The Temple (novel)

The Temple is a semi-autobiographical novel written by Stephen Spender, sometimes labelled a bildungsroman because of its explorations of youth and first love. It was written after Spender spent his summer vacation in Germany in 1929 and recounts his experiences there. It was not completed until the early 1930s (after Spender had failed his finals at Oxford University in 1930 and moved to Hamburg). Because of its frank depictions of homosexuality, it was not published in the UK until 1988.

First edition (publ. Faber & Faber)

PlotEdit

The Temple begins in Oxford, where Paul Schoner meets Simon Wilmot and William Bradshaw, caricatures of the young W.H. Auden and Christopher Isherwood respectively. They encourage him to visit Germany, hinting that Paul might prefer Germany to Britain because of Germany's liberal attitudes towards sex and the body. During this section, Paul is introduced to Ernst Stockmann, a fan of his poetry who later invites him to visit his family home in Hamburg.

Paul visits Ernst Stockmann, meeting his wealthy mother and friends, Joachim Lenz and Willy Lassel. During his time at the Stockmann household, Paul experiences the liberality of German youth culture first-hand, attending a party at which he drinks too much and meets Irmi. his later love affair. Paul, Ernst, Joachim and Willy also visit Hamburg's notorious quarter Sankt Pauli. In Sankt Pauli, at a bar named The Three Stars, Paul meets some young male prostitutes who claim to be destitute. It is on this evening, while he is drunk, that Paul agrees to go on holiday to the Baltic with Ernst despite being uncomfortable in Ernst's company.

When Paul and Ernst arrive at the hotel by the Baltic where they will be staying, Paul is distressed to find that Ernst has booked them into a shared room. Paul feels suffocated by Ernst's clear affection for him and tries to deter Ernst by telling him that he is not interested. Afterward, Paul ponders Stephen Wilmot's quasi-Freudian premise that it is kindest to offer love in return to those who love you, especially if you do not find them attractive. As a result, when Ernst comes on to Paul in the hotel room, Paul accepts his attention and they have an uncomfortable sexual encounter. In the morning, Paul is keen to escape the hotel room, and runs down to a beach, where he meets Irmi again. They have a more satisfying sexual experience on the beach.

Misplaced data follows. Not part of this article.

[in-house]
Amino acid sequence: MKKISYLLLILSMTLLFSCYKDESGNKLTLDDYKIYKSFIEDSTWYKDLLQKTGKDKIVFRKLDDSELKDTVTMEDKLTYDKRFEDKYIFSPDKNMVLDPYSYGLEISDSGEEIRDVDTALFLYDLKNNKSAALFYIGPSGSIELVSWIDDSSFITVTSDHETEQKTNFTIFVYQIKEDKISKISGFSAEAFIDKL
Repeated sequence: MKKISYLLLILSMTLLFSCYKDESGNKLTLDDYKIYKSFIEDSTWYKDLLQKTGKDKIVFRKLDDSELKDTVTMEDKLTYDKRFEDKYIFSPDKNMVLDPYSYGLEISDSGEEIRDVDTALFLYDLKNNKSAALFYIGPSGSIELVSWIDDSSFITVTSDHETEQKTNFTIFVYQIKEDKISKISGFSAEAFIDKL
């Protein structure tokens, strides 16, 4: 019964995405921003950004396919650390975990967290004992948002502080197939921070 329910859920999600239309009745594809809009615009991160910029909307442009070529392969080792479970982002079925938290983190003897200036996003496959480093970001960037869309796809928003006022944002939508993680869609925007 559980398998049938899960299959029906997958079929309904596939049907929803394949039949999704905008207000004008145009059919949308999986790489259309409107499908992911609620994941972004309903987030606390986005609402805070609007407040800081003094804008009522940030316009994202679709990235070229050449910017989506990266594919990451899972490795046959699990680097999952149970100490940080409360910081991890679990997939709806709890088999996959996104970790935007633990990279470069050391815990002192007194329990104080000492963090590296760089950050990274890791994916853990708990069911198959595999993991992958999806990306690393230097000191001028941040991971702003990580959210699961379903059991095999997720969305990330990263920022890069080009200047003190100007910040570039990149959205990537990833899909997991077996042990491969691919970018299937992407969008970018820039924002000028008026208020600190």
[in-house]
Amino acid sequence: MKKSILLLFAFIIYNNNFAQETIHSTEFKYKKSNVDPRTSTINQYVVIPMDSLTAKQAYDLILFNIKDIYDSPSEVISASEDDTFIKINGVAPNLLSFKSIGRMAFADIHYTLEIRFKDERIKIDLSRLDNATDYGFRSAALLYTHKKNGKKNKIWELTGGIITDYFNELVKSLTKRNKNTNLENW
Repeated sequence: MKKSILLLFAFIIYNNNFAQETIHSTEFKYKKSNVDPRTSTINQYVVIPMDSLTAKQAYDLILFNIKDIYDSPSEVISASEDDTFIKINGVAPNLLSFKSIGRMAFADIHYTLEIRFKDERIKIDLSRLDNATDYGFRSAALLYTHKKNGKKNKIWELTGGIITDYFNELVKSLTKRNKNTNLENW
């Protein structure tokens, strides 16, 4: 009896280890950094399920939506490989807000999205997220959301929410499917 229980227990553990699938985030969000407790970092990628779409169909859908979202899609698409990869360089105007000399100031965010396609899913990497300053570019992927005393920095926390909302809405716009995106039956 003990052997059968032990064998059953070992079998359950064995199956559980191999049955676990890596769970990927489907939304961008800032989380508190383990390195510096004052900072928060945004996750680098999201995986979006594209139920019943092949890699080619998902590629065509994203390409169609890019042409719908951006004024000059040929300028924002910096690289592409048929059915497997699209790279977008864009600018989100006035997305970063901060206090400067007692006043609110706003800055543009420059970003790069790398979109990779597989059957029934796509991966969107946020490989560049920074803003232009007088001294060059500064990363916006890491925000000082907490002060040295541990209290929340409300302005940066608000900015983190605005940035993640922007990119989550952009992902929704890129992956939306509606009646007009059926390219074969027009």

In the next chapter, Paul goes on a trip with Joachim Lenz to the Rhine. On this trip, Joachim makes it clear that he intends to fall in love, but there is little indication that he and Paul could be lovers. Nevertheless, Paul is distressed when Joachim books him an adjacent hotel room so that he can stay with a young man named Heinrich who he had met on the beach.

In Part Two, "Towards the Dark", Paul returns to Germany in the winter of 1932. Spender admits in his introduction to the 1988 edition that both parts had taken place in 1929 in reality, but that he moved this part forward to winter 1932 to increase the sense of foreboding (as Adolf Hitler came to power in Germany later that winter). In this section, Paul visits several of his friends again, most notably Willy Lassel, who is now engaged to a Nazi woman, and Joachim Lenz, whose relationship with Heinrich is struggling. Heinrich has made friends with Erich, a fascist man. Paul meets him and is disgusted and disturbed by his ideology. Soon after, Paul visits Joachim again and finds him with a cut on his face, staying in a trashed flat. Joachim tells Paul how one of Heinrich's Nazi friends had threatened him and destroyed his possessions after Joachim defiled a Nazi party uniform belonging to Heinrich. This discussion about their former acquaintances is the end of the novel.

Biographical backgroundEdit

During the holiday in 1929 on which The Temple is based, Spender formed friendships with Herbert List (photographer) and Ernst Robert Curtius (German critic), the latter of which introduced him to and cultivated his passion for Rilke, Hölderlin, Schiller, and Goethe. Spender had a particularly significant relationship with German culture which he found heavily conflicted with his Jewish roots. His taste for German society sets him apart from some of his contemporaries; however, even after contemplating suicide if the Nazis were to invade England due to his abhorrence of their regime, he still maintained a love of Germany, returning to it after the war and writing a book about its ruins.[1]

ReferencesEdit

  1. ^ David Aberbach, Stephen Spender's Jewish Roots, TLS, February 25, 2009 Archived June 16, 2011, at the Wayback Machine